The play's name comes from a quote at the end of the show. A Colombian CPTer, threatened with death if she continues her work, tells the audience:
"I have been working for peace in Colombia most of my life.
I will continue to work for peace in Colombia, until we have stopped killing our brothers and sisters.
Working for peace is what kindles love in me.
Yes, there's fear. Yes I question, is any of this of any use?
Then I remember that phrase . . .
St. Teresa of Avila said: 'Do whatever most kindles love in you.'
And so I do this.
I do this because it kindles love.
Do whatever kindles love."
* * * * *
I had the privilege of helping with Arabic language and dialect coaching for the show, which was an amazing experience, although pretty challenging. I've been out of Arabic for three years now, so I was constantly second guessing myself. We were also using three different Arabic dialects (Iraqi, Palestinian, and Modern Standard), which vary in a lot more than accent, so that added a whole new difficulty to overcome.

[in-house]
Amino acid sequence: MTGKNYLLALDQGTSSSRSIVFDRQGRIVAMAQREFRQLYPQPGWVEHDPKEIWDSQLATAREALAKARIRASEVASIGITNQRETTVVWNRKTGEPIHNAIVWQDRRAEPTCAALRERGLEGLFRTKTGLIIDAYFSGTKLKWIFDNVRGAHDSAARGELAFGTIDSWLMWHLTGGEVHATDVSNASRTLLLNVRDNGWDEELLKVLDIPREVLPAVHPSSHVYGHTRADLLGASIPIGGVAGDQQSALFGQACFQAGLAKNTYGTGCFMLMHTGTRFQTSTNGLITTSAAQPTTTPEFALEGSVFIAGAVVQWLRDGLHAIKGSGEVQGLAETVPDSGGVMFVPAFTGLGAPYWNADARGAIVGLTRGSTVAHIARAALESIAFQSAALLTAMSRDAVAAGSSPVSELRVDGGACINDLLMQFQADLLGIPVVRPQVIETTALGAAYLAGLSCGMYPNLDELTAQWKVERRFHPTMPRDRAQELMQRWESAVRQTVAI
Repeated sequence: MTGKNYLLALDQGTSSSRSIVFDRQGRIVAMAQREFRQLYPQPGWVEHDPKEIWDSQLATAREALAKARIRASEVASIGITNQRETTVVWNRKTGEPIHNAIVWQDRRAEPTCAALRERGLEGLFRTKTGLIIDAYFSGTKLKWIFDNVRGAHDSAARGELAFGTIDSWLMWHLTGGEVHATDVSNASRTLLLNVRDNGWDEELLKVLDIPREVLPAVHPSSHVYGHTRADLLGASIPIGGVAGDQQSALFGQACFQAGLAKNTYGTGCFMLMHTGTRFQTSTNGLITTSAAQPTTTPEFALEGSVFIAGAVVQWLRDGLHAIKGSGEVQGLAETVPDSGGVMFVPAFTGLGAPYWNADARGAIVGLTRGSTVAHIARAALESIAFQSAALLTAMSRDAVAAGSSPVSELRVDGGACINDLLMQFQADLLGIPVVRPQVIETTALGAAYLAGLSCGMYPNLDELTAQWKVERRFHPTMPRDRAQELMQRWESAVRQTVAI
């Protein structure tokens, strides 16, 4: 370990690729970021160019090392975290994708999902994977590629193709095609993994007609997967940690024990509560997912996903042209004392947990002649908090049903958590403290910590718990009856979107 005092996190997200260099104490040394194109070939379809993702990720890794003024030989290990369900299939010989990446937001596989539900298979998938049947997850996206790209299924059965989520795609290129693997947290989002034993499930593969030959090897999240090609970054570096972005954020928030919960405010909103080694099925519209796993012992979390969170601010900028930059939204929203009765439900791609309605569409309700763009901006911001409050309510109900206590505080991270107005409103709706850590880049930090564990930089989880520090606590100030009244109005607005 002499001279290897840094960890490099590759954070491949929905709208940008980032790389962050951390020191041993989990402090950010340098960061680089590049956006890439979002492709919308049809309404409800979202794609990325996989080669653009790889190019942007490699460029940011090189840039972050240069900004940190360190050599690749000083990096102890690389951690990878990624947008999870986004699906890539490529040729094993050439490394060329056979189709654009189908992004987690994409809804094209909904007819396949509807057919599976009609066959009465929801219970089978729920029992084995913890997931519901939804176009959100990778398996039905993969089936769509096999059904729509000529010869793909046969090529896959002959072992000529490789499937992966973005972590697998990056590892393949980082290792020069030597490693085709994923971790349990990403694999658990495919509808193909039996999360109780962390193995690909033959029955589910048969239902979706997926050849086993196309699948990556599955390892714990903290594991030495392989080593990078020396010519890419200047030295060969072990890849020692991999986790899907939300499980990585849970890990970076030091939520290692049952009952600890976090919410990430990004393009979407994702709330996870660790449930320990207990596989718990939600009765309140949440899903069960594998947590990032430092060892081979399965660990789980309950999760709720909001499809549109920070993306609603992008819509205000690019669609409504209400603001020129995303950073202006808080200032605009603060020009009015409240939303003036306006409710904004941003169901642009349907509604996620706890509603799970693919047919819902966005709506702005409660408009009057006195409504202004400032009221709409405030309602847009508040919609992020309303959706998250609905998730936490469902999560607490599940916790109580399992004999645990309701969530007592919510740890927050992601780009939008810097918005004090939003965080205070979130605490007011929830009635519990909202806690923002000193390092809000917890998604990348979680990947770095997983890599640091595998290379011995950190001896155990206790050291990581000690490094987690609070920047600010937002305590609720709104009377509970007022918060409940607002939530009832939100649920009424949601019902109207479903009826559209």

However, it was really exciting to have the Palestinian perspective shown onstage. In public. And there was a lot of openness and receptivity from the audience. We had talk-back sessions every night, and there were actual CPTers there to discuss issues with students.